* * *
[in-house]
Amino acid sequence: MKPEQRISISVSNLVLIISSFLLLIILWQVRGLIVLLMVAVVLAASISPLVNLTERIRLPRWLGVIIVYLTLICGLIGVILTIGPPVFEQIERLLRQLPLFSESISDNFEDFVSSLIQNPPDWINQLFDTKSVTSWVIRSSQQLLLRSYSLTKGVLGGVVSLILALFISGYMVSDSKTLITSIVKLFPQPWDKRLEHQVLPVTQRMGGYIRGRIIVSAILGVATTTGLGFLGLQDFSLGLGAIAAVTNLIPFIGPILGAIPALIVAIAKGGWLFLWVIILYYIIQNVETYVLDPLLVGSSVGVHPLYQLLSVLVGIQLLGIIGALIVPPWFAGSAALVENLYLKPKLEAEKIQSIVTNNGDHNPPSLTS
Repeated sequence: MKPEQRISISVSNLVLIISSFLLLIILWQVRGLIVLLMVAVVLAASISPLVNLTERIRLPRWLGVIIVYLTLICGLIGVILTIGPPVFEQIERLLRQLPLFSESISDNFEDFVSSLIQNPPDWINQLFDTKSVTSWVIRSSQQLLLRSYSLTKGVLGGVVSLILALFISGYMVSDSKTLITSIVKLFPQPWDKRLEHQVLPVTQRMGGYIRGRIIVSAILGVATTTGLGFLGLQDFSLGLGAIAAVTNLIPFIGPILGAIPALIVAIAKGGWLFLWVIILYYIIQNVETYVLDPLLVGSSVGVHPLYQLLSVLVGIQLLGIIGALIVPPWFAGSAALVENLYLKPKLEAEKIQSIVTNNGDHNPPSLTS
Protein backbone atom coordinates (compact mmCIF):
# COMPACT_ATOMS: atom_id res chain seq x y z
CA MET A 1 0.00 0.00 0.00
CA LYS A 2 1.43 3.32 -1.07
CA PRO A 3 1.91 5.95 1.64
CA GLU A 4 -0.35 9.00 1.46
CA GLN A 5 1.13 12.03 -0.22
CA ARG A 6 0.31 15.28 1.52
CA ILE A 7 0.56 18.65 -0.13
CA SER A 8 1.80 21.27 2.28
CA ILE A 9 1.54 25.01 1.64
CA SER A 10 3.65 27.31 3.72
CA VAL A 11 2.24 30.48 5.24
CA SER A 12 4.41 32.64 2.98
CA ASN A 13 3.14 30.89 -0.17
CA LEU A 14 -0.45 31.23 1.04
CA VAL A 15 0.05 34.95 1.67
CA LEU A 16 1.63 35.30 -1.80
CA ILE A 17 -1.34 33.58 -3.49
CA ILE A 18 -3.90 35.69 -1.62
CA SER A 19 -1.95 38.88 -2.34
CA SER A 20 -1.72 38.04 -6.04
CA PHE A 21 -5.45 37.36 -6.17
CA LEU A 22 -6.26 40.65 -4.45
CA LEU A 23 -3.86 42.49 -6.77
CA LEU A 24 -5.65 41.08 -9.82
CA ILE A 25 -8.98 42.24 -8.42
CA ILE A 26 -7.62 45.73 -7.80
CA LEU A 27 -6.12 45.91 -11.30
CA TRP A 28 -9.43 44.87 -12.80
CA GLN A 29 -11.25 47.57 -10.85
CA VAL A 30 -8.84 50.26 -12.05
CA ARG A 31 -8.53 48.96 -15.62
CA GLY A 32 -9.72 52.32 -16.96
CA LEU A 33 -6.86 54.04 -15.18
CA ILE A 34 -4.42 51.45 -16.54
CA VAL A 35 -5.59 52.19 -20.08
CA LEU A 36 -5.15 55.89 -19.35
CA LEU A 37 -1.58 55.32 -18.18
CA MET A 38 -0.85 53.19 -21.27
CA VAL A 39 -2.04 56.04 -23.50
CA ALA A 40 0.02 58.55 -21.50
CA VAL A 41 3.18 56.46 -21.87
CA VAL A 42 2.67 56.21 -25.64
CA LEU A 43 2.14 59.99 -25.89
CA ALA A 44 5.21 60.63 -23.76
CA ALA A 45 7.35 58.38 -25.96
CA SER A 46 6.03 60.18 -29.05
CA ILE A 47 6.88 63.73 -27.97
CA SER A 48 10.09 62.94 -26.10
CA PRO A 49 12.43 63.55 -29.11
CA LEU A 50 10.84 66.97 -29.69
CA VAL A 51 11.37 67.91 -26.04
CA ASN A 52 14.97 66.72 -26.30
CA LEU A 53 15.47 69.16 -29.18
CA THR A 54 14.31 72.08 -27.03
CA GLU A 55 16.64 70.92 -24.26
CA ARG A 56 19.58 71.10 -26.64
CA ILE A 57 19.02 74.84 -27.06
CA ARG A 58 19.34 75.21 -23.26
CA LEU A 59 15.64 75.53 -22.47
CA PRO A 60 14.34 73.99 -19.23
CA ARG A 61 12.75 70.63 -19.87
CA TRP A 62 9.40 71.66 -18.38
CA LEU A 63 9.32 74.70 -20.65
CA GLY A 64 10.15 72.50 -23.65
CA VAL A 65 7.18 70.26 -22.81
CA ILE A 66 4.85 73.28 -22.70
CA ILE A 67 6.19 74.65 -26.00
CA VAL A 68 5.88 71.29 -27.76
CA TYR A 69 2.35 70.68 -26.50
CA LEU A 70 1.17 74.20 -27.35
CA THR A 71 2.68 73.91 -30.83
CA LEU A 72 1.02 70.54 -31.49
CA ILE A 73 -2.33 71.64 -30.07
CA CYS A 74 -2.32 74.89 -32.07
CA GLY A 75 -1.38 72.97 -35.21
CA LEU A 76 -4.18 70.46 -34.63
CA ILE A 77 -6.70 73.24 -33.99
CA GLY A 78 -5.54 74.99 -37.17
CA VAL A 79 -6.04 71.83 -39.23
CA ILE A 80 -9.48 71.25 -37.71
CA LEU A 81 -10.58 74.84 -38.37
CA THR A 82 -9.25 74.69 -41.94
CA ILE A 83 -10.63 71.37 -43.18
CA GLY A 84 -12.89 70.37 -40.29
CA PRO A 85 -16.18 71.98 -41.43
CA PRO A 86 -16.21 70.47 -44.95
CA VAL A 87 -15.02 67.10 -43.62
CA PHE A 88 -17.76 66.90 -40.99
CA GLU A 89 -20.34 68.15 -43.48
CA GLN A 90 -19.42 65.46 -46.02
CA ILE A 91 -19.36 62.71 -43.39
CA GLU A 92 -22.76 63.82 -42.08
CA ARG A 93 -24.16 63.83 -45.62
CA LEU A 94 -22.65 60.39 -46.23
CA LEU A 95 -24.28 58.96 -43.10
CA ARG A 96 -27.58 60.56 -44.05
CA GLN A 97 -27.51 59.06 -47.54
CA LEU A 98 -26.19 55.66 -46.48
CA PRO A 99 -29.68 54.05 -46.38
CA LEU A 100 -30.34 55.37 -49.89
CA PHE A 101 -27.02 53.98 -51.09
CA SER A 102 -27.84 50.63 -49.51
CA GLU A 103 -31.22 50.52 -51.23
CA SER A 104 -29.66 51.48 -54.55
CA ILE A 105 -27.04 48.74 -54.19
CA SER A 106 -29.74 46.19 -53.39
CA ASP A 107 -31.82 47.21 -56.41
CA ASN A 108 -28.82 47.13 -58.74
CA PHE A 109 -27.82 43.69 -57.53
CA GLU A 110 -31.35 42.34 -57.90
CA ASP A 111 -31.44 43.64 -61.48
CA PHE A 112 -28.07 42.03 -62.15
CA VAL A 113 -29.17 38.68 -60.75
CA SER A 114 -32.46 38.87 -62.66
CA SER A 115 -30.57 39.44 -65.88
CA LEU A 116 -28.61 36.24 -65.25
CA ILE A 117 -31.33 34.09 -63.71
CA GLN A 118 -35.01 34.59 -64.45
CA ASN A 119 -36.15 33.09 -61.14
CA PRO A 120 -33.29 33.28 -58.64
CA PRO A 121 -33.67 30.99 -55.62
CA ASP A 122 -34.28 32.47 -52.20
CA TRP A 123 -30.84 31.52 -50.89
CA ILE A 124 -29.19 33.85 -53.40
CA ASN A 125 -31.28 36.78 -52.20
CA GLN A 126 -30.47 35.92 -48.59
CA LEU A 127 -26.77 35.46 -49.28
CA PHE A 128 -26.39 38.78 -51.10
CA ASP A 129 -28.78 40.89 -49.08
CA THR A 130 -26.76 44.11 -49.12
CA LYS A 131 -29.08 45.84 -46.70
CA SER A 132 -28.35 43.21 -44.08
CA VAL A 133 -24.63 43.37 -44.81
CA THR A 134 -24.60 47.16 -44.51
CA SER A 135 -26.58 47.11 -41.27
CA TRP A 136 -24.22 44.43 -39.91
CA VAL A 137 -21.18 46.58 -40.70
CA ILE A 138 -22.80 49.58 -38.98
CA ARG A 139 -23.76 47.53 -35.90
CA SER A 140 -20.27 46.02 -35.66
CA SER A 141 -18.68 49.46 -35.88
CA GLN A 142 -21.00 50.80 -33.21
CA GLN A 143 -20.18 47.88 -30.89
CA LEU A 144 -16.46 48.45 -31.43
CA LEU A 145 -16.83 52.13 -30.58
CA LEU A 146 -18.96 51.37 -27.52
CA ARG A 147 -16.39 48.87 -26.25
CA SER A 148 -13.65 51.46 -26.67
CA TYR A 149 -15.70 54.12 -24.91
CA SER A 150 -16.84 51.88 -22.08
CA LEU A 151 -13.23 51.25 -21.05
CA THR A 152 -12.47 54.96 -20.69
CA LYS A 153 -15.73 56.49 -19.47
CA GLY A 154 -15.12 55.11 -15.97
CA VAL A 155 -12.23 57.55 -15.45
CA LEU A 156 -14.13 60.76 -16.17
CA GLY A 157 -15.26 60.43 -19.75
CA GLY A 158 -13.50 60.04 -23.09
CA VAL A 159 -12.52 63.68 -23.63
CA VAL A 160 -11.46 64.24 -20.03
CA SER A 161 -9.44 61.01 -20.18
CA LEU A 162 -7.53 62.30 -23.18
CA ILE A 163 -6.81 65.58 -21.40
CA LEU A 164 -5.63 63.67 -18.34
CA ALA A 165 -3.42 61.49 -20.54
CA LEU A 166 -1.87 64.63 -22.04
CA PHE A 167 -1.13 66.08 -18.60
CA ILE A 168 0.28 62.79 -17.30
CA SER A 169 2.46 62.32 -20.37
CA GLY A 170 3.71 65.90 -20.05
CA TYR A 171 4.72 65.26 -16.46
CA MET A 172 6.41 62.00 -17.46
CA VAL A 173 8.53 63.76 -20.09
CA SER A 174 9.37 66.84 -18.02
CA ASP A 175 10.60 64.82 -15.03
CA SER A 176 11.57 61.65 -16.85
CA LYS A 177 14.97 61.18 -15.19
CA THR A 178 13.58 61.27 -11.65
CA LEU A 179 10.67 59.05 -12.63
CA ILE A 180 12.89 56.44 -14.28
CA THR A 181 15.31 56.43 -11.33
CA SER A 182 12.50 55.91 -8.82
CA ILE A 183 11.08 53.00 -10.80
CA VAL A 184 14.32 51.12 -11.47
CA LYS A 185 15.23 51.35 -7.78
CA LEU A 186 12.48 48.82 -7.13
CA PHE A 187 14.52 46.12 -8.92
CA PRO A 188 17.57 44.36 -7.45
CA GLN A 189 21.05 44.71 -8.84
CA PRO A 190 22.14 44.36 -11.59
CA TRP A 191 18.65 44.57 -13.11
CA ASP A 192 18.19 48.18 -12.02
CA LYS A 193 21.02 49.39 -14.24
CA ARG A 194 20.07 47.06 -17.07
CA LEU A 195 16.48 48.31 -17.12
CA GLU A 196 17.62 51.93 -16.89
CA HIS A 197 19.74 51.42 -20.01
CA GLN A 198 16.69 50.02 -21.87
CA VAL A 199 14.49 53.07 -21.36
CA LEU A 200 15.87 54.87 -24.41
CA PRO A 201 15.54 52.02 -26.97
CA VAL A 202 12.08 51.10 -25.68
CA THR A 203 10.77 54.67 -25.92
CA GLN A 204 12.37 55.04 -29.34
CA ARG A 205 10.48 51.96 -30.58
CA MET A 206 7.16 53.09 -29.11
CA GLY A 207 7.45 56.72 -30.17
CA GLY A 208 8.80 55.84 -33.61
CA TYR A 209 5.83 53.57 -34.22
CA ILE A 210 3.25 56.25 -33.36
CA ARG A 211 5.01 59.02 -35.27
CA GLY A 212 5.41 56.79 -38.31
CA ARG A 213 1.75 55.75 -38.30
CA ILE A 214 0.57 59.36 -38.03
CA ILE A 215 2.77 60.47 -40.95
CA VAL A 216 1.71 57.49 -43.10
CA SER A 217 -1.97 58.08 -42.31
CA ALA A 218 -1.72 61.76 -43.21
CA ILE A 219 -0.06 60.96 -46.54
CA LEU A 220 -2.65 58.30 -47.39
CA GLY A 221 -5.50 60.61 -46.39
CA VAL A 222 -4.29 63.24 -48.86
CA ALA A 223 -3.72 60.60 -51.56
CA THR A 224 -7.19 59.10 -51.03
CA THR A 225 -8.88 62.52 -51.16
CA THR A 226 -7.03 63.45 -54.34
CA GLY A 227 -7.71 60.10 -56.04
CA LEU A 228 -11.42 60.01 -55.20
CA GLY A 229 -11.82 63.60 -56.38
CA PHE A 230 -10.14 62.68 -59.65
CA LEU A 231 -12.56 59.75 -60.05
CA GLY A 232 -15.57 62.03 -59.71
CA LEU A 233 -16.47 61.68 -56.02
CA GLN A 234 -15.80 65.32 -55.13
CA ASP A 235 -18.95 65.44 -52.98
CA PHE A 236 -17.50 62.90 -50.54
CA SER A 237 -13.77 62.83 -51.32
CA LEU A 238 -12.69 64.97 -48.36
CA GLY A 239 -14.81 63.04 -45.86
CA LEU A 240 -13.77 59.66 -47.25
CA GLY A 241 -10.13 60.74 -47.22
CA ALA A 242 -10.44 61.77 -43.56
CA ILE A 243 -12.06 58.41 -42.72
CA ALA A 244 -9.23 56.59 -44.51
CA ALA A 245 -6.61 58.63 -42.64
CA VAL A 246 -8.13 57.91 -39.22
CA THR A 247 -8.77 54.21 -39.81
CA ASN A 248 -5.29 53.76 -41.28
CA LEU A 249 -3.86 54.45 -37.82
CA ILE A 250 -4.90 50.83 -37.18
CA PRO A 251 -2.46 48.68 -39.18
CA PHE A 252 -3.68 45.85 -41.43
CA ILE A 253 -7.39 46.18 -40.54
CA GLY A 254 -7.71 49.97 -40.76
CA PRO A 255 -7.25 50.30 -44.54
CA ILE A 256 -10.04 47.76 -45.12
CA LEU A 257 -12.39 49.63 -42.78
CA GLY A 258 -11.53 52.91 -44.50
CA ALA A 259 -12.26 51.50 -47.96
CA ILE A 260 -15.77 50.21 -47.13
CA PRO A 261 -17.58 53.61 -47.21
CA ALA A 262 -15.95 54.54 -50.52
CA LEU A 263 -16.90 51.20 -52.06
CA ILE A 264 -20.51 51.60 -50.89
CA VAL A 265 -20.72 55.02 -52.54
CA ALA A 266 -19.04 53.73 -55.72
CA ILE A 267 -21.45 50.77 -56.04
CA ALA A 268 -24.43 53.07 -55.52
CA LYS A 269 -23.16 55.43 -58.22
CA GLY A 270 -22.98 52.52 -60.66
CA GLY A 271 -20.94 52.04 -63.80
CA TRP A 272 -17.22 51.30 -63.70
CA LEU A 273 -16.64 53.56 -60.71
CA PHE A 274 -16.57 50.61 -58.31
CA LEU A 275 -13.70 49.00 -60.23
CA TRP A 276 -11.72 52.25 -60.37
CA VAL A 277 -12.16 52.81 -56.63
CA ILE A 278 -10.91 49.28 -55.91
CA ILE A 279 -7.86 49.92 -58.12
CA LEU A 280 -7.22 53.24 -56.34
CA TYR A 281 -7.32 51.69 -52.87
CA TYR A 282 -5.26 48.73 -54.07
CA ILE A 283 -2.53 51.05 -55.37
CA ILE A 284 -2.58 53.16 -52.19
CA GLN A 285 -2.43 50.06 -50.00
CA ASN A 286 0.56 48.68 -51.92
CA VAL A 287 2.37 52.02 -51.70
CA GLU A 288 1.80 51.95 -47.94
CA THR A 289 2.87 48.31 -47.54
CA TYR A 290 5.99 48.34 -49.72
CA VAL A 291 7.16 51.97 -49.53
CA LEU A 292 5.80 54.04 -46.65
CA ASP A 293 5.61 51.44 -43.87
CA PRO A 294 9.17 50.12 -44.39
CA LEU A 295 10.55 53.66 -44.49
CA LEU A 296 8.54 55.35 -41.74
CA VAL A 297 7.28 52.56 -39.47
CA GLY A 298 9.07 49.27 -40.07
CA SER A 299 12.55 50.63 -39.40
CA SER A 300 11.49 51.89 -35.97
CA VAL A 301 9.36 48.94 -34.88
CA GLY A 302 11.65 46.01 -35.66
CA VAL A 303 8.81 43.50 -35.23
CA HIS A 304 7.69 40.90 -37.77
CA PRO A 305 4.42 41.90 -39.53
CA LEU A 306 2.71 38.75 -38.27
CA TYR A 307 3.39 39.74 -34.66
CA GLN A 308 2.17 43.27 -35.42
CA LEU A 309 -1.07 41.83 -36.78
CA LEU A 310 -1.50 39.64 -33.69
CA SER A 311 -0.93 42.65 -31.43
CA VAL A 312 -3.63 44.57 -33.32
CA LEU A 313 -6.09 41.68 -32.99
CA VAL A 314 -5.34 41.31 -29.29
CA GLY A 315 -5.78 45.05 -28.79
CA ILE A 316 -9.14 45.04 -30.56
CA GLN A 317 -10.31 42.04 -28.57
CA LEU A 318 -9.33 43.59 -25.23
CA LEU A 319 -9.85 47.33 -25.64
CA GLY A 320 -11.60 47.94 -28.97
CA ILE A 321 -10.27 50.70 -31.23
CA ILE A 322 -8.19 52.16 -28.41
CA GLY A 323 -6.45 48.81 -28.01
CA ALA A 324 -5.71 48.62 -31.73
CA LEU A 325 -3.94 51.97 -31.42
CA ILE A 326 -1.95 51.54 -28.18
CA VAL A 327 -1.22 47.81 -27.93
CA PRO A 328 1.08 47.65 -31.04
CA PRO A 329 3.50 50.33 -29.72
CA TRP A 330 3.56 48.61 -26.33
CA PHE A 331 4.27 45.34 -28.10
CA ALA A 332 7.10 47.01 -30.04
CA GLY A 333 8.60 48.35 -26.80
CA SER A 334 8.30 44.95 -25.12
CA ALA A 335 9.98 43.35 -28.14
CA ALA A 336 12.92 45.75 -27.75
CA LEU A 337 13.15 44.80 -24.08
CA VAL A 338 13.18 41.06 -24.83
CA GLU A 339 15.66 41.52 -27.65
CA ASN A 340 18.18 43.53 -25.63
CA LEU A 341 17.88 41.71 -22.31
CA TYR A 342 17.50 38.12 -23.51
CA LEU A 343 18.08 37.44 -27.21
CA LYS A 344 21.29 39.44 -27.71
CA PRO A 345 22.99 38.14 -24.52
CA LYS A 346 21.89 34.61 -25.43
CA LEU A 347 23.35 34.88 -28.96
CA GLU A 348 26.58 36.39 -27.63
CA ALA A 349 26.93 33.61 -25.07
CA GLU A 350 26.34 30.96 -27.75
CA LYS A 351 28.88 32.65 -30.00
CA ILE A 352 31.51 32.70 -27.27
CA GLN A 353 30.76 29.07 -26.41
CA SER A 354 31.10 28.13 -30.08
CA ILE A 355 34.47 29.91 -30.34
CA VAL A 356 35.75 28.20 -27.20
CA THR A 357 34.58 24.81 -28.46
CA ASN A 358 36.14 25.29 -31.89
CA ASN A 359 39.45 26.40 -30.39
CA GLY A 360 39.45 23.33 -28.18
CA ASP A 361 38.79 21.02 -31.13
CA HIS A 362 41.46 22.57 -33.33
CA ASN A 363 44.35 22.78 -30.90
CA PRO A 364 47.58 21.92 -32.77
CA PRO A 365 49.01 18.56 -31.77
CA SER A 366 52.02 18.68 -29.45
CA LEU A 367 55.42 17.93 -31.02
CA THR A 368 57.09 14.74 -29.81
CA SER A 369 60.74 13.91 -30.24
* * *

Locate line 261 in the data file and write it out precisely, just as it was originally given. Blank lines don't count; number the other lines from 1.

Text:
CA ILE A 256 -10.04 47.76 -45.12